Dr Christopher Kane Explains How MRI Is Influencing Prostate Cancer Diagnosis

Magnetic resonance imaging (MRI) really makes a difference when studying men who’ve had a negative prostate biopsy, but their prostate-specific antigen goes up overtime or something changes and there’s a continuing concern for prostate cancer, said Christopher Kane, MD, professor of urology, University of California, San Diego.

Magnetic resonance imaging (MRI) really makes a difference when studying men who’ve had a negative prostate biopsy, but their prostate-specific antigen goes up overtime or something changes and we think there’s a continuing concern for prostate cancer, said Christopher Kane, MD, professor of urology, University of California, San Diego.

Transcript (slightly modified)

How is MRI influencing prostate cancer diagnosis?

I think magnetic resonance imaging (MRI) has been 1 of the big changes over the last 5 years. The first place that MRI really makes a difference is in studying men who’ve had previous prostate biopsy, and that biopsy was negative, and overtime their prostate-specific antigen (PSA) goes up or something changes and we think there’s a continuing concern for prostate cancer. Now, we routinely do an MRI before we do a repeat biopsy, and if we see regions that are suspicious for high-grade prostate cancer, we adjust the biopsy to make sure we hit those regions, and that’s called targeted biopsy. That very much improves the outcome of repeat prostate biopsy.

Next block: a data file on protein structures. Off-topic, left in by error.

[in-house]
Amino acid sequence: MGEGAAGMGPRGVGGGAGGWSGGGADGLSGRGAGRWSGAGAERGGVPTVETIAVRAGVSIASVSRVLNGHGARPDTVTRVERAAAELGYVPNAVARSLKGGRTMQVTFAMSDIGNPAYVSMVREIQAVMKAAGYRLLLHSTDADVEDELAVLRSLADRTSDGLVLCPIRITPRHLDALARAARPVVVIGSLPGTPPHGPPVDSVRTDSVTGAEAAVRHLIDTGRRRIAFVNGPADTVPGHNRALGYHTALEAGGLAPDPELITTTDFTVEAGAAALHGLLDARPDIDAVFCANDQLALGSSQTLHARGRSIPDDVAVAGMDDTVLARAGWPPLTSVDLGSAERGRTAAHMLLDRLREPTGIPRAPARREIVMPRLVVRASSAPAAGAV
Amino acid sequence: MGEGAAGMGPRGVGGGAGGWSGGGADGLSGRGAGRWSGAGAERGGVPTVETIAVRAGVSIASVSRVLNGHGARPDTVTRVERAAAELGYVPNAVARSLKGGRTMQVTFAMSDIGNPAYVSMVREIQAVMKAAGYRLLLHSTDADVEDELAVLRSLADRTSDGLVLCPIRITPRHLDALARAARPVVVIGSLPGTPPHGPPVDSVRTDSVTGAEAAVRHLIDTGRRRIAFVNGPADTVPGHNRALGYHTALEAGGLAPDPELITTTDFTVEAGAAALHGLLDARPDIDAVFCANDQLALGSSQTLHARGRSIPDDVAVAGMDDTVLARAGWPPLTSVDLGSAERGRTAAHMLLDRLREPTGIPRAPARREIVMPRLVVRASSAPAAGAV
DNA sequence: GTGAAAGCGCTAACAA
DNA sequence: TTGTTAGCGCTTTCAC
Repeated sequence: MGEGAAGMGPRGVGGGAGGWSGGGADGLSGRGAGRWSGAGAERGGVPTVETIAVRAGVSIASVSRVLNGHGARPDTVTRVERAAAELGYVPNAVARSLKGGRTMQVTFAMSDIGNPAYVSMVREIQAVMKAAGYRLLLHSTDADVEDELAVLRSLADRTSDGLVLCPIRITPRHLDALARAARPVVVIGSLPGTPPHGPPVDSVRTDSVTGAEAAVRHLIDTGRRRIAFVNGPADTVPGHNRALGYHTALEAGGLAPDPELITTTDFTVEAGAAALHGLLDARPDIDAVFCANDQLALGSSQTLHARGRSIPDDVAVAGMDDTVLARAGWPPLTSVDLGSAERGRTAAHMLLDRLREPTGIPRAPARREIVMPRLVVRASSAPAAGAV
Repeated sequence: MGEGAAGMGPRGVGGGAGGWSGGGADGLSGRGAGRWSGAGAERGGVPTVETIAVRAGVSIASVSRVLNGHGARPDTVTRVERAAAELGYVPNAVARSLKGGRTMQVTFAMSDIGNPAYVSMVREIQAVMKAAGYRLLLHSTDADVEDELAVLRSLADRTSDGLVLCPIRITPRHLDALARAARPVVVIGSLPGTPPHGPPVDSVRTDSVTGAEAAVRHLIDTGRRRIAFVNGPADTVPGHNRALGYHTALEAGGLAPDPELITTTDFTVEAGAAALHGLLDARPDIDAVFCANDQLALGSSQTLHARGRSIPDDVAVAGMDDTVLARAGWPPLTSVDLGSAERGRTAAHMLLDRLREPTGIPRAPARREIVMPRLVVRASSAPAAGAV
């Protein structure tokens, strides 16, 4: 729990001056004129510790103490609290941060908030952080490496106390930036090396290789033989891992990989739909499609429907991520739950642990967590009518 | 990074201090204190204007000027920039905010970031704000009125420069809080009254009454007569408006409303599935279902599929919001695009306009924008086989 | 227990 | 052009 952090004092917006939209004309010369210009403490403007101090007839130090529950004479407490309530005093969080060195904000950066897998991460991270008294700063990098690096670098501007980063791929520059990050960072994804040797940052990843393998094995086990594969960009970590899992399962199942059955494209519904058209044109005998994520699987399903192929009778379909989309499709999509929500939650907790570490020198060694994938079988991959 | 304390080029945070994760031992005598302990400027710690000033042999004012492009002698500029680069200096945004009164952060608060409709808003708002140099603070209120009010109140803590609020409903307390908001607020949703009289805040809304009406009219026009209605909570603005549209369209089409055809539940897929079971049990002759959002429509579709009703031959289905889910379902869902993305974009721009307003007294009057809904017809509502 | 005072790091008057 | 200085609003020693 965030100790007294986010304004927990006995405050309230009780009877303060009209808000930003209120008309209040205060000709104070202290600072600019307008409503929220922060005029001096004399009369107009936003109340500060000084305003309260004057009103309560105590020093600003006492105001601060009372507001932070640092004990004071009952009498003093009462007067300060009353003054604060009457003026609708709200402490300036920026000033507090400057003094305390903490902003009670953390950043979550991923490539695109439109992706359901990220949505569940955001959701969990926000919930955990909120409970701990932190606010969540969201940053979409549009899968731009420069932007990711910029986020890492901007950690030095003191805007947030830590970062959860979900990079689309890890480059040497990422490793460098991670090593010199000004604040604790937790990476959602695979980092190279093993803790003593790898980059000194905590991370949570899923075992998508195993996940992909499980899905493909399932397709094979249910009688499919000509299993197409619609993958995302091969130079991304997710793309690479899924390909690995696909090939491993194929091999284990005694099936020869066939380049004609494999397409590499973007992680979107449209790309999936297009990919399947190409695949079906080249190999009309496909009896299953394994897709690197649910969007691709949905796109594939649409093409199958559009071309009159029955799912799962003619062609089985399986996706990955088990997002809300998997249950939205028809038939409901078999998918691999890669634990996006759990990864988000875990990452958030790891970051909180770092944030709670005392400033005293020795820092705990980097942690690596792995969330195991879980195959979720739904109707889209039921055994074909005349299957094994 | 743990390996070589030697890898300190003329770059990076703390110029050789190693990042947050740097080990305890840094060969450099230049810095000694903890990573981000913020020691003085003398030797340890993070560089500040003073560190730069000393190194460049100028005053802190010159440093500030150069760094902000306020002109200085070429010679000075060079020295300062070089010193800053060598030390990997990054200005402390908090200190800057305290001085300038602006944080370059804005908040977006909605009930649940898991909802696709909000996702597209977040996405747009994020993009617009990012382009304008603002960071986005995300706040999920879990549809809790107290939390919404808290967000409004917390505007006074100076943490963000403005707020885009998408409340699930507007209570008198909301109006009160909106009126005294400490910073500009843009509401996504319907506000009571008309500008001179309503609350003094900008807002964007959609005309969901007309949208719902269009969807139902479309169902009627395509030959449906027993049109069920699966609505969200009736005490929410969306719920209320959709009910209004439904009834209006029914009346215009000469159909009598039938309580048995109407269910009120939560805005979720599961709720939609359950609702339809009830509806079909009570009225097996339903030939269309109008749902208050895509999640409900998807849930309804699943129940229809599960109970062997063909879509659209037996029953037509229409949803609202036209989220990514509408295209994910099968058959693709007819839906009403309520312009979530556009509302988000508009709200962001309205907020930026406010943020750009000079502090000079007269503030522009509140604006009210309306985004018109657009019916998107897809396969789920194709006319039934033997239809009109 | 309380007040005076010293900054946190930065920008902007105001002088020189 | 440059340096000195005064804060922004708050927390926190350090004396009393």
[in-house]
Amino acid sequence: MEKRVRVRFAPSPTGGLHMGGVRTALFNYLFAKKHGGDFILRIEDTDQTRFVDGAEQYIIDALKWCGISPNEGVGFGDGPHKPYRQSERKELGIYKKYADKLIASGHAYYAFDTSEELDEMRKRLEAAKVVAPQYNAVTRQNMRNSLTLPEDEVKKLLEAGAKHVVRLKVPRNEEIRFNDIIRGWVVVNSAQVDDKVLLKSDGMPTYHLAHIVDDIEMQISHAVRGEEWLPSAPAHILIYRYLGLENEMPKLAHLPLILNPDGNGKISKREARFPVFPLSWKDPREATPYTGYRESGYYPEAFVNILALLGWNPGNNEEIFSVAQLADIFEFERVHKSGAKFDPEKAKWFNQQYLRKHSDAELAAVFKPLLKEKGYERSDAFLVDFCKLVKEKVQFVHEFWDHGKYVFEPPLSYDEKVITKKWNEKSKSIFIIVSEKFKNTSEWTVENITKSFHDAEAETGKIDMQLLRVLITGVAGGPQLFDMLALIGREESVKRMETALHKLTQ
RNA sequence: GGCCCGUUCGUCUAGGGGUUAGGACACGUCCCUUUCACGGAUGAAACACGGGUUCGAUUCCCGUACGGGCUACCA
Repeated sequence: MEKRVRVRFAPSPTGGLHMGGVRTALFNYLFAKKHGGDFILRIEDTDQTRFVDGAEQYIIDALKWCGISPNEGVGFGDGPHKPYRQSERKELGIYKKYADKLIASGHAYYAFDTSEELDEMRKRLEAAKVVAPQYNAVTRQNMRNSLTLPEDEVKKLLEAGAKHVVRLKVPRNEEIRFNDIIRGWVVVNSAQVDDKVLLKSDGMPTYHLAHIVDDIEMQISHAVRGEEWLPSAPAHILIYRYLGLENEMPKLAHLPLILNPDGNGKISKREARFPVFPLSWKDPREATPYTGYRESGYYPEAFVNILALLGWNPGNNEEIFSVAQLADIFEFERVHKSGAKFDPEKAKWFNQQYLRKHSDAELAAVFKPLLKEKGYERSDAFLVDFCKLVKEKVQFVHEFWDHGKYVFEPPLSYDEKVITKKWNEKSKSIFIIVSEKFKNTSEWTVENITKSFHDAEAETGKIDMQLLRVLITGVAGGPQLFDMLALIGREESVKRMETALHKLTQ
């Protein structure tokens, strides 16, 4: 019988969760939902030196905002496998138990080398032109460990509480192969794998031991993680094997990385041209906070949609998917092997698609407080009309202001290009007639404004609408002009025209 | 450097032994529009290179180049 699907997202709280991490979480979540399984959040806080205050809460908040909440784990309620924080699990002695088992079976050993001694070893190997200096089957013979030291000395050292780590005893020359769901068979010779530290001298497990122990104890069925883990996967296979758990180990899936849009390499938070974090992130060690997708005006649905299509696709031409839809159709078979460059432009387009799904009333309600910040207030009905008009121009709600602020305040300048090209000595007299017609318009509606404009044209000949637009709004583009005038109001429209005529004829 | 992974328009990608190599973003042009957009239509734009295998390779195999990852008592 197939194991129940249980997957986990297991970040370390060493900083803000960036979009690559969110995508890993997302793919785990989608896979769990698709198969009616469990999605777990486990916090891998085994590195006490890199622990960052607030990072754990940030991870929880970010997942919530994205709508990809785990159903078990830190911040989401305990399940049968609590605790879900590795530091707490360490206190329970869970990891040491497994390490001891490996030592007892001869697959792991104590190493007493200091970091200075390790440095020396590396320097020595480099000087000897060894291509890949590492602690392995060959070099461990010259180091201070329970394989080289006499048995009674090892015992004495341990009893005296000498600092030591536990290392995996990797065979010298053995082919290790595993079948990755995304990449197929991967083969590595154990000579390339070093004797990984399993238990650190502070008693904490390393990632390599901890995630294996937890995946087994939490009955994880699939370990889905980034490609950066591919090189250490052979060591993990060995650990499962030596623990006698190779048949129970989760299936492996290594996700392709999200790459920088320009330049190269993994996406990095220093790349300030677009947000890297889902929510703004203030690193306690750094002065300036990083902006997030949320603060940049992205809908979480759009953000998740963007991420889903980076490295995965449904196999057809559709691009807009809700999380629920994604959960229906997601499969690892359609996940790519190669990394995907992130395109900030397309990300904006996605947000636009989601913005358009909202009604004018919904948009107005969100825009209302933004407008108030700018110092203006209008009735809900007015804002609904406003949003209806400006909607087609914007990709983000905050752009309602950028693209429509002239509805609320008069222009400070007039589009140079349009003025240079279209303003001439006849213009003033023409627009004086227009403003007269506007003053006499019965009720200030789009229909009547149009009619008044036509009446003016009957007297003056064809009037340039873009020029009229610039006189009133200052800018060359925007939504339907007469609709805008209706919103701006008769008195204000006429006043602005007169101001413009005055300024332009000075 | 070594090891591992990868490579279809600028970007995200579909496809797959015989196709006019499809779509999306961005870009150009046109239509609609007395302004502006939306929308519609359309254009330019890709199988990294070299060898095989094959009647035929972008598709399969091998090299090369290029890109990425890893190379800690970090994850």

So, we’ve known that and it’s been in our guidelines for more than 5 years, and what’s technology, and now we’re wondering, “Gee, if I have a man and we’re going to recommend a prostate biopsy based on PSA or family history or rectal exam, shouldn’t we do an MRI prior to similarly improve the performance of our biopsy?”

I think many of our programs that are using MRI more liberally are wondering whether we can improve the performance of the initial prostate biopsy by doing an MRI, and that’s an area of controversy not yet in the guidelines. The big controversy is that if we do this is that we’re going to increase costs of the screening episode, and is that justified by the marginal improvement in diagnostics.

That’s the subject of a number of clinical trials. It was the subject of the session this morning. A debate between Professor Emberton and Dr Pedrosa about where is MRI moving, and I think 1 of the places it’s likely moving is earlier, meaning for the initial prostate biopsy.